Dr Dawn Watling

Personal profile

I came to Royal Holloway in 2005 after completing my DPhil and post-doctoral work at the University of Sussex. I am director of the Social Development Lab. I am a Fellow of the Higher Education Academy, an Associate Fellow of the British Psychological Society (BPS) and a Chartered Psychologist. I am a member of and sit on the Committee of the BPS Developmental Section, and am a member of the BPS Biopsychology Section.

Research interests

Much of my research explores children's and adolescents' social development with a focus on how they learn to navigate through our social world, and developing an understanding of what factors may influence behaviour. I am particularly interested in how children understand the complexities of impression management, both in face to face situations and online. Further, I am interested in how children recognise emotions. Within each, I explore how individual differences in personal factors (e.g., social anxiety, depression, mood, etc.) may be associated (or impact) behaviour.

Recently I have become increasingly interested in what influences children's well-being and mental health. I have been working with charities to evaluate their materials, designed to support children's development and well-being (e.g., Fagus  and Eikon), and have established interdisciplinary collaborations to evaluate how engagement in nature can impact well-being.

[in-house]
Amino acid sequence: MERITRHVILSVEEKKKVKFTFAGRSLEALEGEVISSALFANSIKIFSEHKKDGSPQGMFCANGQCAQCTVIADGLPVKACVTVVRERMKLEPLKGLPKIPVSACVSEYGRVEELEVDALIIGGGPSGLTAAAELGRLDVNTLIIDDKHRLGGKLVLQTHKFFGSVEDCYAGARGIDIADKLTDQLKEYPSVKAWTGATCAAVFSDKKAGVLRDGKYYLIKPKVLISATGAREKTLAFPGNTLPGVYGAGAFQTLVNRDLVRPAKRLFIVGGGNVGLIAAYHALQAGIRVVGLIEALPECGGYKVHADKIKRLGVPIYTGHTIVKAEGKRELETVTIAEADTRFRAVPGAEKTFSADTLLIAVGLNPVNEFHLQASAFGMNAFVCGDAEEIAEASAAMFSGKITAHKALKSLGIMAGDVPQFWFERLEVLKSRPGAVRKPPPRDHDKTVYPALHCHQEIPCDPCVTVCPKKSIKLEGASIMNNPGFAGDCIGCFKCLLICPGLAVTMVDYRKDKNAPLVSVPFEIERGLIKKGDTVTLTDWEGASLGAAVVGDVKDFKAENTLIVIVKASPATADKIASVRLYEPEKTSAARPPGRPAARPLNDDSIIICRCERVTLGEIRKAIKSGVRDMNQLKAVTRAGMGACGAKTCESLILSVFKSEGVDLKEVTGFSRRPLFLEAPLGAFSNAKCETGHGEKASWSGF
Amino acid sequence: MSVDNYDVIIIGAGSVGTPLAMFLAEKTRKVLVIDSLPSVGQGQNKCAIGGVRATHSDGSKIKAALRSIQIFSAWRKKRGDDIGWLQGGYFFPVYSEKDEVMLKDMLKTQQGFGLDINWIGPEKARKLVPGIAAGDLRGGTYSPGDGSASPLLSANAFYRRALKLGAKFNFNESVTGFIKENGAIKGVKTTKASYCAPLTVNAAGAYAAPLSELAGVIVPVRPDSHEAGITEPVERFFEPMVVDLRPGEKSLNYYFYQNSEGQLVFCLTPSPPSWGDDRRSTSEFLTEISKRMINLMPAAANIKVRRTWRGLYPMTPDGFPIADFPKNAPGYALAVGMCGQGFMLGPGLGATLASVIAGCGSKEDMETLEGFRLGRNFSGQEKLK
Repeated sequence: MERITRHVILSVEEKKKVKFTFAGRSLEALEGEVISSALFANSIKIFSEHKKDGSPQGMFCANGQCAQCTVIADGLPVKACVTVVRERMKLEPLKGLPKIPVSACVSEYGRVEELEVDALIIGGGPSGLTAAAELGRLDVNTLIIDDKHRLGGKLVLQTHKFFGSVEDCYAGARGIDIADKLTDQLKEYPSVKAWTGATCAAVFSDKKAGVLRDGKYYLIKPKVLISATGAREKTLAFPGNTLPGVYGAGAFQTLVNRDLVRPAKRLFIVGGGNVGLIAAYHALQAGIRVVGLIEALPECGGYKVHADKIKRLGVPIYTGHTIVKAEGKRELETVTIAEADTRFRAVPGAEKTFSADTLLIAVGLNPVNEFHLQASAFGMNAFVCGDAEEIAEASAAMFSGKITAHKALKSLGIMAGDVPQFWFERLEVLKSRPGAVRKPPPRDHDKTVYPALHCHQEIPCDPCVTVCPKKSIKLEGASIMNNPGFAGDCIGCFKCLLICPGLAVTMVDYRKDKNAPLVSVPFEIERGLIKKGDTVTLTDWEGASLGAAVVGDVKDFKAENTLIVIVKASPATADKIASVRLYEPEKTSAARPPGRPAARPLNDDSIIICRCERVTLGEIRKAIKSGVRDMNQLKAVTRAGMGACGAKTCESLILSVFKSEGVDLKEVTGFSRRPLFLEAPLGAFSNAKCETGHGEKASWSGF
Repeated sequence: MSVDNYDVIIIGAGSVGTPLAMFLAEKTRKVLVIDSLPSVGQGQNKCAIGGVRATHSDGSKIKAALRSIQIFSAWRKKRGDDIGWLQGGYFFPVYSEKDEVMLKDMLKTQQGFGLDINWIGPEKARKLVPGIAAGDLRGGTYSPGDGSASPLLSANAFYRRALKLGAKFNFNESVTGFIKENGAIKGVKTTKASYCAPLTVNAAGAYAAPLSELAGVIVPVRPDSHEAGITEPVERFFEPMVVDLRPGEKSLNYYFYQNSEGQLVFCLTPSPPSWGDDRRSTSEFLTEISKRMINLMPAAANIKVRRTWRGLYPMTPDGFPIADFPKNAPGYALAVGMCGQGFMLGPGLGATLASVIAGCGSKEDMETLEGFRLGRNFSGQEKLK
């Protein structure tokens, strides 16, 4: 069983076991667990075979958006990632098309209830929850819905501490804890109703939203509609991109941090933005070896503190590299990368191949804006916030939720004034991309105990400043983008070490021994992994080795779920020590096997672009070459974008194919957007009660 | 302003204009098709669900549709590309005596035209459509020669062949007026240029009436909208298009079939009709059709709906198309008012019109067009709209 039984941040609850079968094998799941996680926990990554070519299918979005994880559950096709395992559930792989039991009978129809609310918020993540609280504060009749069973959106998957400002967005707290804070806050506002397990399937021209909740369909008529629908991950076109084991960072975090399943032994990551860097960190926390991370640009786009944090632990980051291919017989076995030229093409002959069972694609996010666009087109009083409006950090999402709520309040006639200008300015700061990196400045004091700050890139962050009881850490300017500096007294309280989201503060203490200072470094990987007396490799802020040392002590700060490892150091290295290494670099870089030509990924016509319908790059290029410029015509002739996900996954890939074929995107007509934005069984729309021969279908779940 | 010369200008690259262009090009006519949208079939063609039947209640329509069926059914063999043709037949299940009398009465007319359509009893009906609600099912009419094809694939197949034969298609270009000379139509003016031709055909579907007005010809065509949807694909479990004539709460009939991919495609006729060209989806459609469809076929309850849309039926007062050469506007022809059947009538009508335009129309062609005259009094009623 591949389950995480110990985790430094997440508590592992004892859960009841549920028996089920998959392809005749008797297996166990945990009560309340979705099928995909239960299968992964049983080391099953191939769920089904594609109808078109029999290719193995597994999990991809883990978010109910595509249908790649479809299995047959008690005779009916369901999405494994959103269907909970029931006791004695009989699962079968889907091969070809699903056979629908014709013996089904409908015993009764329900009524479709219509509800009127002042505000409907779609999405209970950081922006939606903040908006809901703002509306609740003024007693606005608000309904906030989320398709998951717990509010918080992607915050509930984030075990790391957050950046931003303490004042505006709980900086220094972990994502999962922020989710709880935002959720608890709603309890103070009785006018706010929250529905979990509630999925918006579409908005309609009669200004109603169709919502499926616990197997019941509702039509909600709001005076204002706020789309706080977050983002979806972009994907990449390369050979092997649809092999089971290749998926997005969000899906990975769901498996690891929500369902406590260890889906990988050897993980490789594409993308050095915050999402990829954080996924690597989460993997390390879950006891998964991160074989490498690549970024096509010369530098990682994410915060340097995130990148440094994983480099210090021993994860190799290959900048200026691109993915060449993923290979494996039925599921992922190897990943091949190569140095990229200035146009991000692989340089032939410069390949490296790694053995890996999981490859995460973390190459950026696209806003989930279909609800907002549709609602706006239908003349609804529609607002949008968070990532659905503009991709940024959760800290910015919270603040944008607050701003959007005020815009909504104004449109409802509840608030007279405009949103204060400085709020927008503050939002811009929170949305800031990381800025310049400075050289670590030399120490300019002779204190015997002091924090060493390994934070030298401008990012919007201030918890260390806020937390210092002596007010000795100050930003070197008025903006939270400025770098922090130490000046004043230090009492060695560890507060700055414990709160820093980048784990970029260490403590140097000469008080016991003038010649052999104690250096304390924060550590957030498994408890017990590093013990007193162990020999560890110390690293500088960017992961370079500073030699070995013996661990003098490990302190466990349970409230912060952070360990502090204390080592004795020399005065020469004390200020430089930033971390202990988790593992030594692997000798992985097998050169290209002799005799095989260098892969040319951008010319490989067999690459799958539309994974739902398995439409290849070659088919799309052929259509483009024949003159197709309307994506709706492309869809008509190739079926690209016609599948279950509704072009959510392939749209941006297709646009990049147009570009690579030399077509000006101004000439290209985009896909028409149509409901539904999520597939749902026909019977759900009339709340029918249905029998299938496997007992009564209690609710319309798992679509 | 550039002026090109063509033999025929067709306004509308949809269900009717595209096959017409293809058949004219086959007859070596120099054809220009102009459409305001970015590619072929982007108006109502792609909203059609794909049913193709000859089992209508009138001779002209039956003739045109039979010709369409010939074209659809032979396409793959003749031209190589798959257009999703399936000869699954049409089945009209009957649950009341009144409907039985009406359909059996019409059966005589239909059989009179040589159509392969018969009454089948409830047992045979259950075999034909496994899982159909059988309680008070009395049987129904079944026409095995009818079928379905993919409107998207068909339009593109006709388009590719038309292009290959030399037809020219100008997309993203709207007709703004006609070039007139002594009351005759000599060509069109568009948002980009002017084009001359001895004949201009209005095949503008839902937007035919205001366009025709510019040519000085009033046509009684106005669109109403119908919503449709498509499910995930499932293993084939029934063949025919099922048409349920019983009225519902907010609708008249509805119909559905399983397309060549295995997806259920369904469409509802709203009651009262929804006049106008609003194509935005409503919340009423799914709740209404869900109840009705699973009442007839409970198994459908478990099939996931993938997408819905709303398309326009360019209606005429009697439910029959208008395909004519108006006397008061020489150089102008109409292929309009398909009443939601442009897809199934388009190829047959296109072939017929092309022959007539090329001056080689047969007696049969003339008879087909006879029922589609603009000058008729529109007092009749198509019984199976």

My work has been funded by Leverhulme Trust, British Academy, and the Natural Environment Research Council (NERC).

Editorial Work

I am Associate Editor for the journal Infant and Child Development, and sit on the editorial board for the British Journal of Developmental Psychology. 

Teaching

I teach on the following courses:

  • PS1040 Lifespan Development
  • PS2040 Developmental Psychology
  • PS3190 Educational Psychology
  • PS3193 Advanced Statistics

RHUL Teaching Awards

  • Individual RHUL Teaching Prize (for the development Personal Advisor Summary System; 2014)
  • Team Teaching Prize (for fostering the engagement of students with research; 2016)

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